In 1836, when Colonel William Light’s ship, the Rapid, sailed into the Port Adelaide River inlet and anchored in the Gawler Reach, it entered the ecological and cultural landscape within the Tjilbruke Dreaming Track of the Kaurna Aboriginal people.
Along the Track, which stretches from Cape Jervois to Outer Harbor or Mudlang (The Nose), Kaurna people hunted the emu, made camp and performed ceremonies. At the time of the small-scale European settlement on the Le Fevre Peninsula, from the mid-1840’s until 1912, Kaurna people coexisted with the settlers.
When the Semaphore area was surveyed for sale in 1849, Le Fevre Peninsula was virtually an island of sandhills and tidal swamps. Just two years later Mr. George Coppin, the ‘Father of Australian Theatre’, built a two storied timber hotel, The Semaphore, on the southern corner of Blackler Street and The Esplanade. He erected a very tall flagpole to signal the approach of ships and new customers to the White Horse Cellars, his other hotel in Port Adelaide. The area around his beach inn took the name he conferred on it – The Semaphore.
By 1856 an official Government signal station had been set up at the corner of Semaphore Road and The Esplanade. Signalmen on watch recorded the identity, arrival, departure and destination of all ships in the Gulf. They also relayed information on water depth, tides and instructions for loading and discharging cargoes. Maritime pilots had to live within one mile of the station, and each had a personal flag which summoned him when a ship required a pilot. The Signal Station grew increasingly complex over the years and became a picturesque landmark.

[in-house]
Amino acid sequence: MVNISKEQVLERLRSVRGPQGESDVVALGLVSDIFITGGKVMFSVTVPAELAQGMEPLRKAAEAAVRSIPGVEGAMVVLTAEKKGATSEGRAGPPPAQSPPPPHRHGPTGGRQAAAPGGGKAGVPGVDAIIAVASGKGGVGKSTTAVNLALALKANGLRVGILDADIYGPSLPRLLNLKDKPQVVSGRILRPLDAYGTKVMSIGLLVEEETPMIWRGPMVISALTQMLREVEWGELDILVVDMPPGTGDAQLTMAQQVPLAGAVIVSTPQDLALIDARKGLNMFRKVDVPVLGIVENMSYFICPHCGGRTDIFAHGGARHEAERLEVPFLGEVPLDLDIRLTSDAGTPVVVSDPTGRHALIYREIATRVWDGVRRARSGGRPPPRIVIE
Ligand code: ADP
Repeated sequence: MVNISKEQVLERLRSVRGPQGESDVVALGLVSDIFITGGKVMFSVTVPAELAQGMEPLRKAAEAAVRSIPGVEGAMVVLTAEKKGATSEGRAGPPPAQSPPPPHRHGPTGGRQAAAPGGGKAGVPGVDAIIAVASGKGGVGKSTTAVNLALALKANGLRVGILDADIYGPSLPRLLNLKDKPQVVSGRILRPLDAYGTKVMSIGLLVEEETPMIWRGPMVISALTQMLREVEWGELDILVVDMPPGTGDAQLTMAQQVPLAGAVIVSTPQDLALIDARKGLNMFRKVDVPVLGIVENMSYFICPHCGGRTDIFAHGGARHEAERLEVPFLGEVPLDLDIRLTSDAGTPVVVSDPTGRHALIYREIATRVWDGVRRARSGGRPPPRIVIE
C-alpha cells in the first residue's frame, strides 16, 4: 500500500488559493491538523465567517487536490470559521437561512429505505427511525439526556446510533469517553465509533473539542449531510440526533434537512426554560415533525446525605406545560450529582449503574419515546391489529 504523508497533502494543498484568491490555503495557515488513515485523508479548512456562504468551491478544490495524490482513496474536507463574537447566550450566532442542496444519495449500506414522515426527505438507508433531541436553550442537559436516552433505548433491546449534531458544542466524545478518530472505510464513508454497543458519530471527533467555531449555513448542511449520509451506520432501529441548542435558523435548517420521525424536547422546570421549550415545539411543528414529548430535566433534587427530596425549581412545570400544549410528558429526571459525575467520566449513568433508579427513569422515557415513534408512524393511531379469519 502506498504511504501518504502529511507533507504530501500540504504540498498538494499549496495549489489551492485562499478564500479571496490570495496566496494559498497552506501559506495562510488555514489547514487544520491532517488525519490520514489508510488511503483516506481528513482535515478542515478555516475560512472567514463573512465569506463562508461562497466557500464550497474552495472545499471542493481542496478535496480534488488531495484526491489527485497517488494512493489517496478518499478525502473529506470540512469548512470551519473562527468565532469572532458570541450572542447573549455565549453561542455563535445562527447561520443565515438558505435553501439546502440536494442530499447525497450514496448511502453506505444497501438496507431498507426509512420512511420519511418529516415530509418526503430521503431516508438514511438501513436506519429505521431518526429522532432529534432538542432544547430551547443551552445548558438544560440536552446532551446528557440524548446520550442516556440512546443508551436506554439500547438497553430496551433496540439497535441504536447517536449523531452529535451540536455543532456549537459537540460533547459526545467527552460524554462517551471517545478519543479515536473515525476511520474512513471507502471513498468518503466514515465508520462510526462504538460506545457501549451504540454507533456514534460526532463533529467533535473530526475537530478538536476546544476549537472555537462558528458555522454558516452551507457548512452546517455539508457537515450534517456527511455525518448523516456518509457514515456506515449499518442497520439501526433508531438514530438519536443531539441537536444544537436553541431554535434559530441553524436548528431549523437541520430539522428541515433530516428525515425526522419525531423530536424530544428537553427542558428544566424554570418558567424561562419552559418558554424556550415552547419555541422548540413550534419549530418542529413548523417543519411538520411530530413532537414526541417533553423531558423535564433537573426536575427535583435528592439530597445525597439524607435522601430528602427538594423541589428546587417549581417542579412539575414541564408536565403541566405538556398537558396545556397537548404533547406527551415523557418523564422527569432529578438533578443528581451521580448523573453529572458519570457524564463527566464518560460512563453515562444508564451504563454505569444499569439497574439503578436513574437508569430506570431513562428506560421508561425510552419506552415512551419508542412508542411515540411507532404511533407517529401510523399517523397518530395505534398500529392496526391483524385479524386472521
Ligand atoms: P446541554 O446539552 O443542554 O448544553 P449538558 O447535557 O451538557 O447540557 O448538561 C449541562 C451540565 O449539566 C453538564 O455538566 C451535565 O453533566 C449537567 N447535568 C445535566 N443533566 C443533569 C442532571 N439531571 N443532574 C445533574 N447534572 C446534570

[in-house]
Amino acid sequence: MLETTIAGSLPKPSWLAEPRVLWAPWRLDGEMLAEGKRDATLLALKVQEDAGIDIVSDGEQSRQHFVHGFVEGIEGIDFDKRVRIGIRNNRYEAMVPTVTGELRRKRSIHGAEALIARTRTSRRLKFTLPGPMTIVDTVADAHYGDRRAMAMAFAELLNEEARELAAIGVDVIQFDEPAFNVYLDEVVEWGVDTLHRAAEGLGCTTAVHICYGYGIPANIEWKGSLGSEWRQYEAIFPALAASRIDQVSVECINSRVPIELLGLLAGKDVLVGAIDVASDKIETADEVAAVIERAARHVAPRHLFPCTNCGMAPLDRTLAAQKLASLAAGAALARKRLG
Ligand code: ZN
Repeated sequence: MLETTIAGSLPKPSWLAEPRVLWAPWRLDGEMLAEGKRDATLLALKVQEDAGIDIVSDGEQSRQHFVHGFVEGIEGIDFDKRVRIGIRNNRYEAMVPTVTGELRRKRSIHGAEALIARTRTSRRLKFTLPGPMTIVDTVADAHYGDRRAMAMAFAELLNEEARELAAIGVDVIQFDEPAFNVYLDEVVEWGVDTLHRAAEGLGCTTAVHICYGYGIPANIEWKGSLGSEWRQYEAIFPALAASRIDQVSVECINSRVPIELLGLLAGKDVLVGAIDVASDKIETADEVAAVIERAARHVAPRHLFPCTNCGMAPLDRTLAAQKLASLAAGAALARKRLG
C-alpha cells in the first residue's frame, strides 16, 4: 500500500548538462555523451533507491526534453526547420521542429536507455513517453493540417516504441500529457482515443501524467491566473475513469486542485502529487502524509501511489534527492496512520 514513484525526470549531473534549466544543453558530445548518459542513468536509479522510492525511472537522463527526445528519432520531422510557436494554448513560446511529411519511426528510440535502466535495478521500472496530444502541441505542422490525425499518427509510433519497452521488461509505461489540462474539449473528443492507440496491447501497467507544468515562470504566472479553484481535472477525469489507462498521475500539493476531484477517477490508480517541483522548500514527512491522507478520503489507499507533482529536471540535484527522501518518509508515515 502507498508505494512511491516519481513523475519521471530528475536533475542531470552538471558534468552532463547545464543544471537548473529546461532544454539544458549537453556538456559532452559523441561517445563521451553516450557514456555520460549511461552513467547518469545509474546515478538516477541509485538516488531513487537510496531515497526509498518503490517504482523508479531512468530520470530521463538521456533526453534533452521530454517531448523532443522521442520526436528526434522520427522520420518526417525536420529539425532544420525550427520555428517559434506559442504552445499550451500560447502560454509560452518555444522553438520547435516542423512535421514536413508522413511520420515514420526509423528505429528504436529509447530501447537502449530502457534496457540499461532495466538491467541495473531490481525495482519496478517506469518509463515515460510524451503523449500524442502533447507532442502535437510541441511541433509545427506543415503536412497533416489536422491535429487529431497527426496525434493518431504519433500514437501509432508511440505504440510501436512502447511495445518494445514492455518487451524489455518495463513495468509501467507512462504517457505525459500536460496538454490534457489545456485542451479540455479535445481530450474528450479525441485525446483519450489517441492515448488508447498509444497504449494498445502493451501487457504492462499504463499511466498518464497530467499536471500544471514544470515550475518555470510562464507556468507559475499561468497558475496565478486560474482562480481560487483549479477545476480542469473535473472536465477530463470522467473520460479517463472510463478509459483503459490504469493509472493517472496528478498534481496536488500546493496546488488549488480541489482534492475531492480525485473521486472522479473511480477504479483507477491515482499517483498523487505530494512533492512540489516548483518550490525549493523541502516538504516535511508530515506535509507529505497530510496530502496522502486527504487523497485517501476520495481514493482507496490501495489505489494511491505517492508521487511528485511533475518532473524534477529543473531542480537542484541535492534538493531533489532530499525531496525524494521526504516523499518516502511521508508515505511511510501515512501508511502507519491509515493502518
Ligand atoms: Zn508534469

Semaphore’s importance as a communications centre was confirmed when a Telegraph and Post Office was established in 1856. The Time Ball Tower was erected in 1875 adjacent to the Signal Station. Before wireless time-signals were invented these towers were found at all main ports throughout the world.
The district was very isolated until a precarious wooden bridge, later replaced by the Jervois Bridge, was opened in 1859. The Semaphore Jetty was completed in 1860, but it was two years before the bridge and jetty were connected by a hard-surfaced road. Many early settlers were seafarers, a significant number of them Cape Horners. The bridge/road link meant that Port Adelaide businessmen could commute to the seaside village and many built large homes in Semaphore. The entrepreneurial sap began to rise: churches, halls, private schools and pubs flourished. Semaphore developed into an affluent suburb.
In 1878, the new iron swing Jervois Bridge opened, carrying both road and rail traffic and the era of Semaphore as a resort began. The numerous boarding houses were popular with holiday makers who enjoyed regattas, the segregated swimming baths on the jetty and concerts on the ‘front’. During the Edwardian years, the attractions were huge carnivals, sideshows, tearooms and the Wondergraph Open Air Cinema.
In 1917 an electric tram service from Port Adelaide was inaugurated. The 1920’s were boom times during which the Palais dance hall and picture palaces attracted large crowds. Mid-century, a change occurred in Semaphore’s fortunes. The tram service ceased in 1935, the functions of the Signal Station and Time Ball Tower were transferred to Outer Harbour, and the grand old jetty was much shortened by severe storms. However, Semaphore was still a very popular destination in spite of motor cars making holidays further afield possible.
The inertia of the past few decades has preserved this charming village in solid Victorian condition. Today Semaphore is a fascinating place of history and heritage. New life has once again stirred the vibrant Semaphore community spirit, with unique shops and cafes.